My now ex boyfriend and I had 4 cars. They are all in my name, my insurance. One needed some "repairs" I was told so he took it to a mechanic. A week later I drive by the mechanic shop to see "my" car with updated accessories (camper thing on top). I asked my ex boyfriend and he said he sold it to the owner of the shop. Surprised, by the deception, I still asked "Don't I need to go buy and sign the title?" to which he answered no he took care of it. Isn't is a crime to forge my name on a title that is supposed to be signed by a notary? He also up and left and took the other cars and the titles in my name to Florida. I can't cancel insurance on them because they are all still in my name. What can I do?
"supposed to be signed by a notary". Why do you think the sale of a car needs to be signed by a notary? That's typically only the case for selling houses.– PMFMar 22 at 16:27
3I meant it has to be signed in front of a notary and notarized– user49617Mar 22 at 16:34
If that's really the case (which I doubt), then even the buyer would have committed a crime by not expecting so.– PMFMar 22 at 18:01
2@PMF Incorrect, you are unfamiliar with US law. In the US, to sell a car (boat, motorcycle, trailer and in some states, ATVs and similar) you have to transfer the title. To effect a transfer of the title, the seller must make a notarized signature on the official title document, then submit the document to the state's department of motor vehicles, which then issues a new title document under the new owner's name. This is a matter of US state law.– user71659Mar 22 at 18:24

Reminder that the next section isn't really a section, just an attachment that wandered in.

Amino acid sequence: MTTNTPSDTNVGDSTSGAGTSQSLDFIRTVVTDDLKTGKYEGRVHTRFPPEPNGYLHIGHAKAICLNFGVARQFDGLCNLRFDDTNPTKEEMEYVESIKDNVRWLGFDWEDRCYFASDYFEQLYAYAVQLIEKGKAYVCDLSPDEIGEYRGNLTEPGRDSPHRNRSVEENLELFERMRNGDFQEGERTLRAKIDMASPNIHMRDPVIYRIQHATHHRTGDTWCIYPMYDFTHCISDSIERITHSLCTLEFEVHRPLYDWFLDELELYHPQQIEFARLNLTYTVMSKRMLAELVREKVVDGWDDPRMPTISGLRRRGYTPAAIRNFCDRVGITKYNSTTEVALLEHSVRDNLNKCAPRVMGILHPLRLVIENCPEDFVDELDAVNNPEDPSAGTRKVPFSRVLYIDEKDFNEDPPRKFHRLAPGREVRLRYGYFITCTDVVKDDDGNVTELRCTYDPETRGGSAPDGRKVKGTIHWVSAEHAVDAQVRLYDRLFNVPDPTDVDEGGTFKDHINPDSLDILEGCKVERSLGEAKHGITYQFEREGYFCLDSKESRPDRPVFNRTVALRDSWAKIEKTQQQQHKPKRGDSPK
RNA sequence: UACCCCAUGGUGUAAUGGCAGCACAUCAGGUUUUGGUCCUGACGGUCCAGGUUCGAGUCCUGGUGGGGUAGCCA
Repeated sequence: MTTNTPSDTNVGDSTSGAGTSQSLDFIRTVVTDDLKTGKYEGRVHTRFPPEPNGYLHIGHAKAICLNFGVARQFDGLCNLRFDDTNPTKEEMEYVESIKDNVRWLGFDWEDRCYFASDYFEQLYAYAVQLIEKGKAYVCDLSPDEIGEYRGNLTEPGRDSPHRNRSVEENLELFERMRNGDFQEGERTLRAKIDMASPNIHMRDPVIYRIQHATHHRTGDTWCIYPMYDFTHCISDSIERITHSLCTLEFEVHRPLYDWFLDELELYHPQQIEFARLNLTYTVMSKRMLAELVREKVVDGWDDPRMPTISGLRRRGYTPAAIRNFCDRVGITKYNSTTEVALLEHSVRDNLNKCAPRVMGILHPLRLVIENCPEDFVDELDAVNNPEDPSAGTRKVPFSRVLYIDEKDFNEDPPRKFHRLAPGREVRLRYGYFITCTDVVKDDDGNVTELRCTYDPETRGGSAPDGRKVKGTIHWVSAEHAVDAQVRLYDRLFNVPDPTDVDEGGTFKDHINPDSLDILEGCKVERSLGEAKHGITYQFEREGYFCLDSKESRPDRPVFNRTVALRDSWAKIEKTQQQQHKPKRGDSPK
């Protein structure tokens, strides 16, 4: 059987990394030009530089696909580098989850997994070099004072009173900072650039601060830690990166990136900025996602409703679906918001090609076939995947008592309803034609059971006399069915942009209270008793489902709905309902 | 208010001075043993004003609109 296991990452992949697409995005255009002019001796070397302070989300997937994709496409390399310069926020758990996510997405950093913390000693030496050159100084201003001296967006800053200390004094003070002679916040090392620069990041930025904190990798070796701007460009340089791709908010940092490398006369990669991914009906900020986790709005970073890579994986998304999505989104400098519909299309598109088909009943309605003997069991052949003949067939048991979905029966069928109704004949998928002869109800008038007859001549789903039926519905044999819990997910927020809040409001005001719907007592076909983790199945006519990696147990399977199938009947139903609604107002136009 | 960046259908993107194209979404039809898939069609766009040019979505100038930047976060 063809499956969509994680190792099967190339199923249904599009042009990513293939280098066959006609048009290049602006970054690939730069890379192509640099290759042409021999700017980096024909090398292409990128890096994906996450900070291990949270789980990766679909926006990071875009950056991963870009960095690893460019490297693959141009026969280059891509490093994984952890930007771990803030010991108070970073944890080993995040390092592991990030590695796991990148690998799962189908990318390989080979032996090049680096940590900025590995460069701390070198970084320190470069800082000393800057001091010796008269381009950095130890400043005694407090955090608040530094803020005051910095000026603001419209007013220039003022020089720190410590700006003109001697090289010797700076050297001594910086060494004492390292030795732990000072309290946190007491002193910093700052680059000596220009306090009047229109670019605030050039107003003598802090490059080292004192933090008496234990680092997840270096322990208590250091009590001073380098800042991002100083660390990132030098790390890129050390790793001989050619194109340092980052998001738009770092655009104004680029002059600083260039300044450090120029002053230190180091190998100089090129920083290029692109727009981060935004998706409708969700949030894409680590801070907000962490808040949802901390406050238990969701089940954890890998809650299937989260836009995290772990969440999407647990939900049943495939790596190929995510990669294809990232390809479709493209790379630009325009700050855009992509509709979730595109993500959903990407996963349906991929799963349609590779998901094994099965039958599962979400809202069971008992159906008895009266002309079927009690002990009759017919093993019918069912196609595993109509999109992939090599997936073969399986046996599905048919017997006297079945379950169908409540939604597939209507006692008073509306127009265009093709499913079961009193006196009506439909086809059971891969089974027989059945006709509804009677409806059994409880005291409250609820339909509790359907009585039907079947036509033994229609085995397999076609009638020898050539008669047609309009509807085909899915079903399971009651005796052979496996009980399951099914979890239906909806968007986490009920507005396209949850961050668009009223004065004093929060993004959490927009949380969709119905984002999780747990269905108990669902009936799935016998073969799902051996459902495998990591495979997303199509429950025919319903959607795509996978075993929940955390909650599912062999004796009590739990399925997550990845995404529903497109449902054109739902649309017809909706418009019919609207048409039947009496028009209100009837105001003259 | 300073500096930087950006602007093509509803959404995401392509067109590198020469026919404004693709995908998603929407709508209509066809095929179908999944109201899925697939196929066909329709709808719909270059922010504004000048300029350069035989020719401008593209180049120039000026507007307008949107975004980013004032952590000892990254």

Maybe I'm missing something, but isn't the obvious answer to call the police about someone stealing four of your cars?– bdb484Mar 22 at 23:23
Isn't is a crime to forge my name on a title that is supposed to be signed by a notary?
Yes, this is absolutely a crime. I'm not a lawyer, but at a minimum this is theft (and possibly fraud). You own the cars, not him; he definitely does not have the legal right to sell something that legally belongs to someone else. In fact, given the value of what was stolen, this would likely be grand larceny (or the equivalent) in many jurisdictions.
He also up and left and took the other cars and the titles in my name to Florida.
This is unquestionably theft.
As far as options, I'd encourage you to file a police report right away; they should be able to help you recover your stolen property. You could also talk to a lawyer about your options for a civil lawsuit.
It is a crime to forge your signature on a title.
It's also a crime to take cars titled in your name away from you to another state.
The shop does not now own your car, it was fraudulently sold to them. If you want your car back you will need to go to the police and tell them your car was criminally sold. Don't cancel insurance, because it's still your car. After you call the police, call your insurance. You don't need a lawyer to do any of this, that will just cost you money. The shop can go after your ex for their money.
Don't cancel insurance because it's still your car.It would still be wise to make the insurance company aware (in writing) of the theft. If the ex-boyfriend trashes the car, the insurance might refuse to cover expenses, or increase her premium, or do all sort of negative actions that will be hard to undo.– KFKMar 22 at 17:04